Photo by Madoline Markham.
Booksmith thrives in shaky times for print
Alabama Booksmith owner Jake Reiss with signed first edition books; these books grow in value as time goes on and have made his business increasingly profitable.
Jake Reiss needs a ladder to reach books off his floor-to-ceiling bookshelves in his home. Not a single book is unsigned by its author.
“I don’t do anything but read,” said Reiss, owner of the Alabama Booksmith. “Literally all I do is read.”
He goes through about 225 books a year, scouring for the best for his First Editions Club, which has selected 11 Pulitzer Prize Winners and seven National Book Award winners since it started in 2005. The club was also ranked as having the greatest value of 12 other clubs in the country according to Bookthink.com.
Reiss knows books and he knows the book business.
In an age of eReaders and defunct bookstores, Alabama Booksmith, located on 19th Street in Homewood since 1999, is thriving in the business of the printed word.
“Last year was our biggest year in sales, and this year we are up 30 percent,” Reiss said. “We could probably challenge any bookstore in America to per capita book value of a book on a shelf.”
Riess, a former tailor by trade, hit on a niche in signed first editions that will typically increase in value. Signed first editions of The Help, for example, originally retailed at $24.95 but are now worth $1,000. Alabama Booksmith was also the first bookstore outside of her hometown of Atlanta to host author Kathryn Stockett for a signing.
Unlike a movie or ebook, a printed book is lasting, Reiss said: “Book people understand how nice and comfy it feels to see that book on their shelf.”
Reiss sees the role that ebooks play too; it’s just not one he ever sees taking the place of his store’s niche.
“Many people read ebooks for easy transportation and then decide they want a first edition signed copy as a keepsake,” Reiss said. “You may not want to keep every book you read.”
Alabama Booksmith also specializes in its expertise.
“We are more like an adoption agency than a bookseller,” Reiss said, noting how they match books to a reader’s taste.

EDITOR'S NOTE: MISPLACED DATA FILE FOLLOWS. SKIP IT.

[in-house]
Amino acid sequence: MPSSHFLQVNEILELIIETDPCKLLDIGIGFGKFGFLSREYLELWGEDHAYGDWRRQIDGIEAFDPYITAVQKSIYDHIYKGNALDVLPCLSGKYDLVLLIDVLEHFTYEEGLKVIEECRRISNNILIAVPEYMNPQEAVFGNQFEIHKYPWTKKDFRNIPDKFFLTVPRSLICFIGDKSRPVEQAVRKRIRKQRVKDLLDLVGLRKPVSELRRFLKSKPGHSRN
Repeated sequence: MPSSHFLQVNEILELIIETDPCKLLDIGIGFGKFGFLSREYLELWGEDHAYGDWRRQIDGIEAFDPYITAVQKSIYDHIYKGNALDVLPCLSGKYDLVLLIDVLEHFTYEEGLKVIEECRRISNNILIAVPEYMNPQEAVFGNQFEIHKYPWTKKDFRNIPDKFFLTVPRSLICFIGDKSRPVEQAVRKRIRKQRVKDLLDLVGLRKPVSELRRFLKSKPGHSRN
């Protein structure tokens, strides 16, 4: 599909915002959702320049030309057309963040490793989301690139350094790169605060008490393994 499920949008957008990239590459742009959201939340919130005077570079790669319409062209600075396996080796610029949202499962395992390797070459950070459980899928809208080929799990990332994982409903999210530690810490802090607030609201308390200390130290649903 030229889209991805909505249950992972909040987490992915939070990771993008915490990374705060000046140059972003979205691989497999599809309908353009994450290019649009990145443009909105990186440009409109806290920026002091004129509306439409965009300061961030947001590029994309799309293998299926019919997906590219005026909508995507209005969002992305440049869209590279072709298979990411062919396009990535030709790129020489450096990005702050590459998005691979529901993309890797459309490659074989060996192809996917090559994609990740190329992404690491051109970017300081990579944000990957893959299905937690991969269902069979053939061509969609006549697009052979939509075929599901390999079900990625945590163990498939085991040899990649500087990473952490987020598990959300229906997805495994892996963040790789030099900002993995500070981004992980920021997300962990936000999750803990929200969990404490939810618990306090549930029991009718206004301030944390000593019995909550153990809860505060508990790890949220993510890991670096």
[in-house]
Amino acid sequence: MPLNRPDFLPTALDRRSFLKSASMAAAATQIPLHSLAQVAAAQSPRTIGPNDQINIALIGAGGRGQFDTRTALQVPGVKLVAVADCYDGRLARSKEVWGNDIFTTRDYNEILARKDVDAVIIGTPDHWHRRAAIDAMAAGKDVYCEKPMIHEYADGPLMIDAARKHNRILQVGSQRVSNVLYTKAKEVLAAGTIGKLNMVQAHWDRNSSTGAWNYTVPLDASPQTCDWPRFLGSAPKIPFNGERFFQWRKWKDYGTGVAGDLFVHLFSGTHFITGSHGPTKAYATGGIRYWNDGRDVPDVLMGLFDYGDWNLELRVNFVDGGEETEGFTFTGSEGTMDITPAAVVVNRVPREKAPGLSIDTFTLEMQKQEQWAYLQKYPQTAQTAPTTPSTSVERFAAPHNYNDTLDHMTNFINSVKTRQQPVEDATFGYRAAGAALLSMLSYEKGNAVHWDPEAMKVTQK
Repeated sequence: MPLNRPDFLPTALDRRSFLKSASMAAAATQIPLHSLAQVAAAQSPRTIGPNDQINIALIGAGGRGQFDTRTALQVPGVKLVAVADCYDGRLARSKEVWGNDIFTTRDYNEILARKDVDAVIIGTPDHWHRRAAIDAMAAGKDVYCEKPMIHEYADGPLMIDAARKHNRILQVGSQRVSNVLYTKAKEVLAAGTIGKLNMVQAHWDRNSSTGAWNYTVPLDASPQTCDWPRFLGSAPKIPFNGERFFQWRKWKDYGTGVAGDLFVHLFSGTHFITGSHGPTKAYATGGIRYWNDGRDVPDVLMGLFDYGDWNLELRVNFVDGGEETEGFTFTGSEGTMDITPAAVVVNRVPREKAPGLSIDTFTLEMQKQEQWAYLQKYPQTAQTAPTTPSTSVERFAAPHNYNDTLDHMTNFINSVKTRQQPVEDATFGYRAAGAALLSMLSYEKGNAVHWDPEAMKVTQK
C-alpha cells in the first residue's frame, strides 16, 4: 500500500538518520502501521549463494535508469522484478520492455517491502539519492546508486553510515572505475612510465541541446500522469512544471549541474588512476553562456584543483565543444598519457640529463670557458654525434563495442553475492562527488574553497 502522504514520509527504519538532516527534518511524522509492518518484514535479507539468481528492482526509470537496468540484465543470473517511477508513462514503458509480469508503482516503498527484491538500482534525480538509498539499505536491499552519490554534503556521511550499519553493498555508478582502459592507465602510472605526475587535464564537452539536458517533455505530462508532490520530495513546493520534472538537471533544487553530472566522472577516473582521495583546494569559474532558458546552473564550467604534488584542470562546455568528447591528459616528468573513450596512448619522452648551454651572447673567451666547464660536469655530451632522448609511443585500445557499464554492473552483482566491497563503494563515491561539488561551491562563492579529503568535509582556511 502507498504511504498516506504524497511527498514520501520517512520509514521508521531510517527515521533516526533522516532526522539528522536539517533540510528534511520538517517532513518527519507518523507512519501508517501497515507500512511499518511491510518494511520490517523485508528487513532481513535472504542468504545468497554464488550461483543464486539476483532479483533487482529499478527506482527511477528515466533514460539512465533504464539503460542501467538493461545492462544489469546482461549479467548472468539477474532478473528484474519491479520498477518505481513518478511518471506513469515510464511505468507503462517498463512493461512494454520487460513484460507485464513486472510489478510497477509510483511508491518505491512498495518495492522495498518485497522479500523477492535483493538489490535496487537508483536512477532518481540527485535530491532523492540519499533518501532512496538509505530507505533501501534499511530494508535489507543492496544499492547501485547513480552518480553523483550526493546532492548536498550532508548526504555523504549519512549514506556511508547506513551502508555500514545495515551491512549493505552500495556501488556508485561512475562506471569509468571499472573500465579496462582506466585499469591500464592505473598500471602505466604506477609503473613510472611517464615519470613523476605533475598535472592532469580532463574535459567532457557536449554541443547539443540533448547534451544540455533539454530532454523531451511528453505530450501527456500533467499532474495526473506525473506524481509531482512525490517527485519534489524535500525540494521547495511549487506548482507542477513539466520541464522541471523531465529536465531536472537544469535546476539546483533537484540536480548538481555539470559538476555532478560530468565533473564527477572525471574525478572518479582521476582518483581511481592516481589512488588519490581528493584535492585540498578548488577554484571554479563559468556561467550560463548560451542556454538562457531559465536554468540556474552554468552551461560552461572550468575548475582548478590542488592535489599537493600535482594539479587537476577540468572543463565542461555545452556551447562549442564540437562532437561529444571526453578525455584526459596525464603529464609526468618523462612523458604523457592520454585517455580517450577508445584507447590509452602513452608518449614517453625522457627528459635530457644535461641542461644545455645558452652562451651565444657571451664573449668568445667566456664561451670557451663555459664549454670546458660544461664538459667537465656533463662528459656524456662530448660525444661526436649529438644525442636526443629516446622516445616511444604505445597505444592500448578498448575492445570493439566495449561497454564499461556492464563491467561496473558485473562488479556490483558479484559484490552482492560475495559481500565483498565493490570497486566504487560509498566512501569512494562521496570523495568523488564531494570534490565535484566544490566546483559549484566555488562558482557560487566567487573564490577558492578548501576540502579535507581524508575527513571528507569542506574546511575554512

Everyone on staff is a compulsive reader, but each has his or her own unique interests of genres and authors.
“Someone on the staff has read most any book someone wants to know about,” Reiss said.
Two walls in the store are covered with signed photos of authors who have held signings and readings there: Condeleeza Rice, Philip Roth, Anne Rice, Christopher Hitchens, Geraldine Brooks, Sue Grafton, Charles Frazier, Tom Brockaw, to name a few. Some of Reiss’ favorites are Khaled Housseini, Jimmy Carter, Fannie Flagg and Pat Conroy.
A signing for Pat Conroy’s South of Broad drew fans from 15 states. The store was one of six American tour stops for The Girl with the Pearl Earring by Tracy Chevalier.
Earlier this year, the Booksmith hosted world premier of a documentary on bestselling author and Alabama native Rick Bragg; DVDs now available at the store
The signings started small with Don Keith in 1995 when the store was still located in Highlands. As the store held more signings, the crowds grew.
Reiss became more aggressive and went to New York City to introduce himself to publishers. Today he considers his Homewood store on par with bookstores in New York City or Chicago.
Visit Alabama Booksmith at 2626 19th Place South. For more information on the store, its events and First Editions Club, visit www.alabamabooksmith.com, call 870-4242 or email email@example.com.